|Colin Leighfield||21/07/2019 21:52:27|
5889 forum posts
Although we had a decent turn-out and reasonable weather, we aren’t seeing the numbers we used to a few years back. One plane that really caught my eye though was the beautiful Heston Phoenix, but I stupidly forgot to ask the name of the owner/pilot. There were only six of these built and this one was finished as the single example sold to someone in Australia, sadly destroyed in a fatal accident. A forty ft. wingspan four seater that did 150 mph on only about 200 hp from a DH Gypsy. A clean design with undercarriage retracting into sponsons to which the wing struts were also attached. The model flew really well and looked great against the changing cloud-scape.
|Geoff Sleath||21/07/2019 22:44:56|
3272 forum posts
The designer and builder of the Heston Phoenix is Derek Martin of the Rolls Royce (Hucknall) MAC (though as the airfield has been built on the club's moved, I believe, to a field near Annesley). I had a long chat with Derek at Cosford a couple of weeks ago and asked him about the Phoenix, which was the first aircraft with a retractable undercarriage.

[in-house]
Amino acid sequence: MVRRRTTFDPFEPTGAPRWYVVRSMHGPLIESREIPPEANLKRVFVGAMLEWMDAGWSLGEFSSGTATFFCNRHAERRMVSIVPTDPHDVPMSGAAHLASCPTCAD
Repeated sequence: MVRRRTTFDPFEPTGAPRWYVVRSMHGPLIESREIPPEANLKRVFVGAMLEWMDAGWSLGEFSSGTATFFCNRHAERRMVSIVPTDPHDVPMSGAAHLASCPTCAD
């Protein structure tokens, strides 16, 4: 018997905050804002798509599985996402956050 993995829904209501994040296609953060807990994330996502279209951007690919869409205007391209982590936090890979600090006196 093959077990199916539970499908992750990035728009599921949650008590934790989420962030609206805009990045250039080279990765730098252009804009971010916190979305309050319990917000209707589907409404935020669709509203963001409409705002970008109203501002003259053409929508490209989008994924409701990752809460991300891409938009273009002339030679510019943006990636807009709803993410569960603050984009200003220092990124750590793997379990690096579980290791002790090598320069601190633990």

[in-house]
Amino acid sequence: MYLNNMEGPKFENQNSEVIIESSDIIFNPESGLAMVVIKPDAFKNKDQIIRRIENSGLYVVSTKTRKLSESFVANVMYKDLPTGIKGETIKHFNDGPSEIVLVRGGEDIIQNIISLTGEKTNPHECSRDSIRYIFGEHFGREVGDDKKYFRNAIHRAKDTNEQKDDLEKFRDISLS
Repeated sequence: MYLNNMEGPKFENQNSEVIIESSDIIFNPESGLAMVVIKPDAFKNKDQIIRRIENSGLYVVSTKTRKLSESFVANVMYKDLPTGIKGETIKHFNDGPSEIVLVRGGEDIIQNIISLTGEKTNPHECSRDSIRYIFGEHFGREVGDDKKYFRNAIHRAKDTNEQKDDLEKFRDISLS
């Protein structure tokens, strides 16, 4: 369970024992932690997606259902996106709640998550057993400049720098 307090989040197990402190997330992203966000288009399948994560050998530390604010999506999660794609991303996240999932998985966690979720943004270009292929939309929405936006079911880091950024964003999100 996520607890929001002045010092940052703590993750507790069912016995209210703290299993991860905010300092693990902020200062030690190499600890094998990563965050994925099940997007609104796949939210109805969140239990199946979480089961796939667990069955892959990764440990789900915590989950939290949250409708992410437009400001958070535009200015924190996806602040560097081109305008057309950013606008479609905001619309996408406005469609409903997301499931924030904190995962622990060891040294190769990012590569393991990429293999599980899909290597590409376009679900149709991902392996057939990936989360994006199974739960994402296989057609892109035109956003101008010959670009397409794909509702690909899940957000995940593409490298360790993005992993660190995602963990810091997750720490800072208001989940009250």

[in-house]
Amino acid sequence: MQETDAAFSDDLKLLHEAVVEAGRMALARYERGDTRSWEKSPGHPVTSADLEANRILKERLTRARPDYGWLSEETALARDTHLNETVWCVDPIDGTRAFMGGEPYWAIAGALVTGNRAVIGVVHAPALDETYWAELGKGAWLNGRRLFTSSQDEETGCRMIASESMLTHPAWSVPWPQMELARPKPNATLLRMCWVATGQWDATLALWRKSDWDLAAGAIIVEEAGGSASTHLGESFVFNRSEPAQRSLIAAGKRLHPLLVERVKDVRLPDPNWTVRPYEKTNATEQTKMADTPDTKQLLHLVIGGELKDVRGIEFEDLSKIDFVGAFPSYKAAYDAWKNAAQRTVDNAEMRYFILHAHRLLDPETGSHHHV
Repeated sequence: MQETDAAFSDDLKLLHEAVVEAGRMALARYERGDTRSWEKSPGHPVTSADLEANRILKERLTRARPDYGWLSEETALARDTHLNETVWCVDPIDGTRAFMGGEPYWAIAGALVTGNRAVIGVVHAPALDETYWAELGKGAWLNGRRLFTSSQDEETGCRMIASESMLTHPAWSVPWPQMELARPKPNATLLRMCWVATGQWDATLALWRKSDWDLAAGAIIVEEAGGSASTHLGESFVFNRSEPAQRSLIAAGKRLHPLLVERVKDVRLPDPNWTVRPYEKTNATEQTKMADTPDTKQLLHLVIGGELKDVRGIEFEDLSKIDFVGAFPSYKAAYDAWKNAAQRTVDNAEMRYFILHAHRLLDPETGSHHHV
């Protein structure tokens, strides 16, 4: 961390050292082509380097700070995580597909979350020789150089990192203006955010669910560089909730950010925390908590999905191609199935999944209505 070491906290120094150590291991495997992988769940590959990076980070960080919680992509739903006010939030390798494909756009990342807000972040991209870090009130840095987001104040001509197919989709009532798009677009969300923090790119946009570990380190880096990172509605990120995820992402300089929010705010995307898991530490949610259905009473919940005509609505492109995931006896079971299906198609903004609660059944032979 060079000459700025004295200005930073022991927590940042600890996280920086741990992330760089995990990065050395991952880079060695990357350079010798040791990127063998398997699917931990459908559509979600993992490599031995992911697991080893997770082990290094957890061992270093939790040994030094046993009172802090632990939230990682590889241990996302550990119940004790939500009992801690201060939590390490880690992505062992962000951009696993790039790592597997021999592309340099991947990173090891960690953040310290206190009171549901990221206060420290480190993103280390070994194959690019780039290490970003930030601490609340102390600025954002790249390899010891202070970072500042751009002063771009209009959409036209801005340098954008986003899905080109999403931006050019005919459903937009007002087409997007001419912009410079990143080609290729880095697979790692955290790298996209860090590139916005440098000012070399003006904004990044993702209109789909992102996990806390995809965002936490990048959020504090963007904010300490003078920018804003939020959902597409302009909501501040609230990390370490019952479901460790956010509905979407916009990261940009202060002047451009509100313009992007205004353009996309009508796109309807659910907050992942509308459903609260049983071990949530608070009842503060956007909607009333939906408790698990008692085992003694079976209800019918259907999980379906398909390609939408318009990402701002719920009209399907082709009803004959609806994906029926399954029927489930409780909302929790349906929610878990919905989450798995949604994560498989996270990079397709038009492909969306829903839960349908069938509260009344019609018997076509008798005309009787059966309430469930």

Derek has just turned 90 but has designed and is working on, with some help, a very large biplane (near half scale, I think but I can't recall which one - civilian and US, I think ) but hasn't flown himself for a year or two. I remember when he was designing it the first thing he did was the retracts (on a worm drive IIRC) because he said if he couldn't get them right it wasn't worth doing the rest. Obviously he succeeded.
I think Derek had a few of his designs published in either RCME or RCMW. I remember closely examining the covering on one of his builds looking for a hint of a wrinkle or crease; I was unsuccessful He was one of my early instructors and a fine modeller and gent.
686 forum posts
What a beautiful aircraft! I'd heard of it for years, yet had obviously never seen one!
|Colin Leighfield||22/07/2019 07:33:49|
5889 forum posts
Thanks for that Geoff. Foxfan, I recognised the plane and as I remember there was a feature on it in Aeroplane magazine a while ago. There had been an incident with the Australian plane that was considered to have possibly over-stressed the airframe and it was later destroyed in a fatal accident with the possibility that the previous concern was a factor.
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